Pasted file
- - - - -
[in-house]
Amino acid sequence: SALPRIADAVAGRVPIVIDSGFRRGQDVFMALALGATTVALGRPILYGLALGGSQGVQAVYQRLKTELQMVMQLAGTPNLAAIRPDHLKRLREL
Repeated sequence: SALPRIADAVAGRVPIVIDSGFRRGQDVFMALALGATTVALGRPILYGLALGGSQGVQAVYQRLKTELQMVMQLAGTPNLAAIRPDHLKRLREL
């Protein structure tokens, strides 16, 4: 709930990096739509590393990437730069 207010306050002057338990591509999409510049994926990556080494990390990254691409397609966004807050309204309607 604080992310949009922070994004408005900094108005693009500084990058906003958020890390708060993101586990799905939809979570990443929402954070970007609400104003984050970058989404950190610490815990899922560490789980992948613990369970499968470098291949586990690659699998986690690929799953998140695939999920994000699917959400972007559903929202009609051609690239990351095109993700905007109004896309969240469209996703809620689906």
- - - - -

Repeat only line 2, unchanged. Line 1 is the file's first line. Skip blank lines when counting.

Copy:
Amino acid sequence: SALPRIADAVAGRVPIVIDSGFRRGQDVFMALALGATTVALGRPILYGLALGGSQGVQAVYQRLKTELQMVMQLAGTPNLAAIRPDHLKRLREL